Everything boils down to providing the right information at the right places. This applies to the basic level, such as knowing the name and address of the consumer, and to personalisation, recommendations, and data fed to machine learning systems.
We have an office in Tallinn, Estonia, the capital of one of the most advanced IT nations in the world. Estonian government has a principle that it cannot ask the same information twice. Instead, the government IT architecture must be hyperconnected and the data model must be planned from the citizens’ perspective.
Consider this approach with your own services. How many times your consumers need to input their names or addresses to your systems, as they happened to be stored in another database the previous time they were input? Try out your services, you might be surprised.
And last, the effects of GDPR must not be forgotten. You may only process data that you actually need and have right to manage.
We strongly suggest creating a consumer-centric data model of your self-service portals to understand the collection points, flows, storages, and exports of the data. This mapping helps you to understand how the data is used to enhance the consumer experience and thus potentially increase the revenue of such interactions.
3. Select right platforms
We see the most advanced companies moving to services that combine digital marketing, self-service, and up-sell possibilities – all packaged into consumer focused and fluid experience accessible with all relevant channels.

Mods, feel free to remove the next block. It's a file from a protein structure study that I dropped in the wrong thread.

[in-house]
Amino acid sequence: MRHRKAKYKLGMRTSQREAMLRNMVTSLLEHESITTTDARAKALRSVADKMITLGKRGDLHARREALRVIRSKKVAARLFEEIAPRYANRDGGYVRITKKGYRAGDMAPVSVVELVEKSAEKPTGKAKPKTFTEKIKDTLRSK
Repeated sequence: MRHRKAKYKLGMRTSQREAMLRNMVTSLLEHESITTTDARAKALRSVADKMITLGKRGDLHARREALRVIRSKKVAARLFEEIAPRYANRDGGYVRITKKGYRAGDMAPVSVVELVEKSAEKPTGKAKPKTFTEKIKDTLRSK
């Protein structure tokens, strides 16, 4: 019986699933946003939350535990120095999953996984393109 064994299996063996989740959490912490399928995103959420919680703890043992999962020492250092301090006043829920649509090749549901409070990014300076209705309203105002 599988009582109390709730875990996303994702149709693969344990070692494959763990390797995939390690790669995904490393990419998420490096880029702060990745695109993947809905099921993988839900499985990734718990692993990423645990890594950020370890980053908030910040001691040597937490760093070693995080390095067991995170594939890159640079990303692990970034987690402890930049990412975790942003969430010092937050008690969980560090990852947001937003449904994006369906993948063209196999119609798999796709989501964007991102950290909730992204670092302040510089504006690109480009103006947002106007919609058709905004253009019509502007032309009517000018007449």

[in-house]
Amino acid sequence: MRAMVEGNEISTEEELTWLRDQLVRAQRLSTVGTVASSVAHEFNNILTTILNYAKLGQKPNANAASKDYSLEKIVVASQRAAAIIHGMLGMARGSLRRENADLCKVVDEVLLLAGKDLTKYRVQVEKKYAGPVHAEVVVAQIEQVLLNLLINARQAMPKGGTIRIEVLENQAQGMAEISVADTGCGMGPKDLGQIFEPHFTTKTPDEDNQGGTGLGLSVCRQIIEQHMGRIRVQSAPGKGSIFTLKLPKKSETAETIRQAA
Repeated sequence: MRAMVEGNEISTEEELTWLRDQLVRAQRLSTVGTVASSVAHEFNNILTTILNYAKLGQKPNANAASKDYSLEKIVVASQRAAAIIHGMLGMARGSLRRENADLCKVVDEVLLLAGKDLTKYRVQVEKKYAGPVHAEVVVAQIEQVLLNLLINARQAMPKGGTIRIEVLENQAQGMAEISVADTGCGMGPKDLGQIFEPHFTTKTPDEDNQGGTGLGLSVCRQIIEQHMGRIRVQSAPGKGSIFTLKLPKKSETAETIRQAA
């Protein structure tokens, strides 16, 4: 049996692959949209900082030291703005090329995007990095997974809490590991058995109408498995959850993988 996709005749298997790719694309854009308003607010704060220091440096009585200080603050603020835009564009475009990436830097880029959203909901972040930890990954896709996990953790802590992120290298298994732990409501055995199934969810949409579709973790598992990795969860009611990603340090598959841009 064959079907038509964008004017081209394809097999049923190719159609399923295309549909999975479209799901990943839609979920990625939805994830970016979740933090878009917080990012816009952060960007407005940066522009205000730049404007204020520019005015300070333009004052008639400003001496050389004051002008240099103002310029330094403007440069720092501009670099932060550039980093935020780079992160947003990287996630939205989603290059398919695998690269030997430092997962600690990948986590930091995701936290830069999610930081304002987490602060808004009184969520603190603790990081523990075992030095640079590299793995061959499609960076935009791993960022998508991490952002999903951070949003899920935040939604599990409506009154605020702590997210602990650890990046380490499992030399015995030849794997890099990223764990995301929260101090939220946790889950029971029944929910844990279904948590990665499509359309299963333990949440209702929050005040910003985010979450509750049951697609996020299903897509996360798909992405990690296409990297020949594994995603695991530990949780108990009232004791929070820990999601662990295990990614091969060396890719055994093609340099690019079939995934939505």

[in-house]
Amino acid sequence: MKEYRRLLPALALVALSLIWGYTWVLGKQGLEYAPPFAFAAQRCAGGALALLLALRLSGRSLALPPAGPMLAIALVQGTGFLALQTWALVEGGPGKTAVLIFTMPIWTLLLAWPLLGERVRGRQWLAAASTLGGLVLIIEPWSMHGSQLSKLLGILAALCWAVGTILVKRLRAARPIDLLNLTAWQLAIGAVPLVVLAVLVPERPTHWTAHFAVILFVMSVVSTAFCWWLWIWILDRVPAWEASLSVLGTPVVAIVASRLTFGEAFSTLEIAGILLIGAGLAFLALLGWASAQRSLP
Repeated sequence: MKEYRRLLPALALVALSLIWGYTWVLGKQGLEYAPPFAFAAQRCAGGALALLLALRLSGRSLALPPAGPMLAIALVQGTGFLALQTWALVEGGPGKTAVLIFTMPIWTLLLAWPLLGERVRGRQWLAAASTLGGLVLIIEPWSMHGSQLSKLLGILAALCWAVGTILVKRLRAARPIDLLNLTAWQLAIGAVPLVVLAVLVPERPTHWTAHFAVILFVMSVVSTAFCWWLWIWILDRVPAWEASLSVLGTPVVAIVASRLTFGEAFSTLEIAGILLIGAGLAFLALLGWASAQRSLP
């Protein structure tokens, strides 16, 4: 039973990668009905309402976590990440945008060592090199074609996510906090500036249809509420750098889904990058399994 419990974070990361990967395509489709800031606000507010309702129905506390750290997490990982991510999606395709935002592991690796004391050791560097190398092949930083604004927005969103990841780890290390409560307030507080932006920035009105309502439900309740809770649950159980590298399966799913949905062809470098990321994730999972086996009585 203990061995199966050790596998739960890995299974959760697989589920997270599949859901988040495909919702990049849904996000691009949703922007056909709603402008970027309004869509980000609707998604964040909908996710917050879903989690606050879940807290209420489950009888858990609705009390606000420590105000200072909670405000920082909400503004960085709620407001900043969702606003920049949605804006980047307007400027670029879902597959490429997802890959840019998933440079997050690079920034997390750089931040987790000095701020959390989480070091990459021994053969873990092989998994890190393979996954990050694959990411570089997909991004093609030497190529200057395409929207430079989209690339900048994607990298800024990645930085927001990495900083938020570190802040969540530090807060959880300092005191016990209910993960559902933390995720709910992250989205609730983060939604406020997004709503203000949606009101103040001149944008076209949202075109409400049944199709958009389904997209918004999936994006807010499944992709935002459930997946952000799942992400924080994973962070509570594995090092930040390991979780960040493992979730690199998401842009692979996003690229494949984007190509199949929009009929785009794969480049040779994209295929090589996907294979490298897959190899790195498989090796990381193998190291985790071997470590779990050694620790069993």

Further, the data collected in the service is readily made available for the rest of the organisation and the siloed internal systems are hidden with an integration layer.
Not all digital marketing platforms are up to the challenge. They might lack application platform to implement extra functionality required by the self-service, or their e-commerce implementation is an external service glued to the digital experience engine. Both of these cause clunky implementations that reduce the smoothness of consumer experience and downright reduce your revenues at the end of the day.
We strongly suggest to use open-ended, flexible, and data-driven platforms. Further, we see huge benefits in using open technology systems, as they do not force you to follow commercial roadmap – instead, you can keep your destiny at your own hands.
Time to act with the self-service is right now. According to the earlier study by Microsoft, whopping 96% of consumers say customer service plays a role in their choice of and loyalty to a brand.
This direct correlation between superior customer service and brand loyalty should be in itself the main reason to focus and invest in intelligent and consumer-oriented self-service portals.
We do have also other reasons, including increased profits and reduced costs. If you want to hear more, get in touch.